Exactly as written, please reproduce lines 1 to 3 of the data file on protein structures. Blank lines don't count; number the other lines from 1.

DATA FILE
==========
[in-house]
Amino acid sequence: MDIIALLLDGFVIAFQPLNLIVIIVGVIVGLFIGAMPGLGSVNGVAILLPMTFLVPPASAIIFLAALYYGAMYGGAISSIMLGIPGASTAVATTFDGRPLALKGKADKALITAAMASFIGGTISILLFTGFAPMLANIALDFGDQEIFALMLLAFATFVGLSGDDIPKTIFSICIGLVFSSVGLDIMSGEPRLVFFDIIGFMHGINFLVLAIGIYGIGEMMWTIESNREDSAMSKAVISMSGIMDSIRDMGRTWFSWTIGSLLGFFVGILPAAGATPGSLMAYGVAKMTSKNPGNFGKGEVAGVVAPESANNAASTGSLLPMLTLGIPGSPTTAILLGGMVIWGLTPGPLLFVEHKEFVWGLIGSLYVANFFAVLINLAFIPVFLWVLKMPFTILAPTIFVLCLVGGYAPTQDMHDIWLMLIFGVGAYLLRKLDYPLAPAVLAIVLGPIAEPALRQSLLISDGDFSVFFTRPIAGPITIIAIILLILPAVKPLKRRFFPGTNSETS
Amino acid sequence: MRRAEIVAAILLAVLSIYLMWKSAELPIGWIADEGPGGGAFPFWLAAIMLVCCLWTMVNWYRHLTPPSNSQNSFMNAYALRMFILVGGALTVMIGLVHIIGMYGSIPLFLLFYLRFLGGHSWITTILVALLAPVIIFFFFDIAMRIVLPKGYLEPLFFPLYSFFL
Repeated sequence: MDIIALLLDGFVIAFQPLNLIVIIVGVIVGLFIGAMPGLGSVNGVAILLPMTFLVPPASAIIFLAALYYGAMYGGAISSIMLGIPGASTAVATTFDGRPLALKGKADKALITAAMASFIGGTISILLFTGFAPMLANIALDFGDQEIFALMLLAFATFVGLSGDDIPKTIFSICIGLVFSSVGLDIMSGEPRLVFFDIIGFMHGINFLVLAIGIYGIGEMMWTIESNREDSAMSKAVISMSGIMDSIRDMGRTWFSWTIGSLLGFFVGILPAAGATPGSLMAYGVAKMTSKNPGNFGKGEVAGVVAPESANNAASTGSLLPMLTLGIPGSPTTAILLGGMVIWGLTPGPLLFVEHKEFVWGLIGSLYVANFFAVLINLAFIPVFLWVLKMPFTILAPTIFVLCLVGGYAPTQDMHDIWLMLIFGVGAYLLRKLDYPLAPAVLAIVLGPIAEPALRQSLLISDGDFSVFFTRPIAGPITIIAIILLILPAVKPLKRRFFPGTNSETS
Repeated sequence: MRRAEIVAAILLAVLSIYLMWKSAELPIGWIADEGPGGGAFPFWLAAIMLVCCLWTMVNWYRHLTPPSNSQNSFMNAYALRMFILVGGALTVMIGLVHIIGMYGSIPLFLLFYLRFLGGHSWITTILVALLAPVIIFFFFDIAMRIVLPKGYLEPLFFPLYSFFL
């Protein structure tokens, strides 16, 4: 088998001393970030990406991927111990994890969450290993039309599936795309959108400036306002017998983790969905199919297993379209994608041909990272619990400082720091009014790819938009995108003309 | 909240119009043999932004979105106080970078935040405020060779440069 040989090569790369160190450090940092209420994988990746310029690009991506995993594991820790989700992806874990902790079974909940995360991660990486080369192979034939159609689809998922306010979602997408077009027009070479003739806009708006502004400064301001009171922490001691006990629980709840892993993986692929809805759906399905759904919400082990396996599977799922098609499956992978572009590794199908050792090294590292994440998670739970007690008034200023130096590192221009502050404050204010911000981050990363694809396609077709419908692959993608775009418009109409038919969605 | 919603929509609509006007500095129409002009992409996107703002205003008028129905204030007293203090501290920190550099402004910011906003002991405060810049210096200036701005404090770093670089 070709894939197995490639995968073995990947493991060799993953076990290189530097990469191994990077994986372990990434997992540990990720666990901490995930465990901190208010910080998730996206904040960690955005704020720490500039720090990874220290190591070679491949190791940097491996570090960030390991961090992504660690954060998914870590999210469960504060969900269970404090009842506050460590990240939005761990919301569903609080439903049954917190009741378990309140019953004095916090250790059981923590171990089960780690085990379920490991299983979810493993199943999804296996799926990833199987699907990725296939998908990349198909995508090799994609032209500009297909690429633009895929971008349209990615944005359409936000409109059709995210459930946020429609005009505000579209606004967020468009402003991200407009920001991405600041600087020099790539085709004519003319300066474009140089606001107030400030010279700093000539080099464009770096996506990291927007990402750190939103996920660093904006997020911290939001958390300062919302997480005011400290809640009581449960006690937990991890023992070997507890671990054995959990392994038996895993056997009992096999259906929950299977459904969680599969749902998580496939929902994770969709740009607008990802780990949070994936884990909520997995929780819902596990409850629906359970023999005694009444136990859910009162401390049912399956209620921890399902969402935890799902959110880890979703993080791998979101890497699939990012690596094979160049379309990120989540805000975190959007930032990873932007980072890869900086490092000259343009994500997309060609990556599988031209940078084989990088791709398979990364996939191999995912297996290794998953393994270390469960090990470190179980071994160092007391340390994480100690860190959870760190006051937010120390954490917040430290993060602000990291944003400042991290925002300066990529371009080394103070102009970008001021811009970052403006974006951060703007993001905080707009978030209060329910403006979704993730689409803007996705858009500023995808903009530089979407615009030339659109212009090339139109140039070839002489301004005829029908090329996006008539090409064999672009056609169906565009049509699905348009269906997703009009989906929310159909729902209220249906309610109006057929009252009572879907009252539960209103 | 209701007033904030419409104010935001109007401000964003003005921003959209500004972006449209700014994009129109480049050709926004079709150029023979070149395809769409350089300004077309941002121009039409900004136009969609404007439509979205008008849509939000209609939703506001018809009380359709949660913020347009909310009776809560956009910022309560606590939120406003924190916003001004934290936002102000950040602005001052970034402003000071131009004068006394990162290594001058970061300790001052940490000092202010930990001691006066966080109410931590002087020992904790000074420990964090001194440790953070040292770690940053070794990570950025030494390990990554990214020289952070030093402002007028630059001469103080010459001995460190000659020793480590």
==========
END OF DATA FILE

[in-house]
Amino acid sequence: MDIIALLLDGFVIAFQPLNLIVIIVGVIVGLFIGAMPGLGSVNGVAILLPMTFLVPPASAIIFLAALYYGAMYGGAISSIMLGIPGASTAVATTFDGRPLALKGKADKALITAAMASFIGGTISILLFTGFAPMLANIALDFGDQEIFALMLLAFATFVGLSGDDIPKTIFSICIGLVFSSVGLDIMSGEPRLVFFDIIGFMHGINFLVLAIGIYGIGEMMWTIESNREDSAMSKAVISMSGIMDSIRDMGRTWFSWTIGSLLGFFVGILPAAGATPGSLMAYGVAKMTSKNPGNFGKGEVAGVVAPESANNAASTGSLLPMLTLGIPGSPTTAILLGGMVIWGLTPGPLLFVEHKEFVWGLIGSLYVANFFAVLINLAFIPVFLWVLKMPFTILAPTIFVLCLVGGYAPTQDMHDIWLMLIFGVGAYLLRKLDYPLAPAVLAIVLGPIAEPALRQSLLISDGDFSVFFTRPIAGPITIIAIILLILPAVKPLKRRFFPGTNSETS
Amino acid sequence: MRRAEIVAAILLAVLSIYLMWKSAELPIGWIADEGPGGGAFPFWLAAIMLVCCLWTMVNWYRHLTPPSNSQNSFMNAYALRMFILVGGALTVMIGLVHIIGMYGSIPLFLLFYLRFLGGHSWITTILVALLAPVIIFFFFDIAMRIVLPKGYLEPLFFPLYSFFL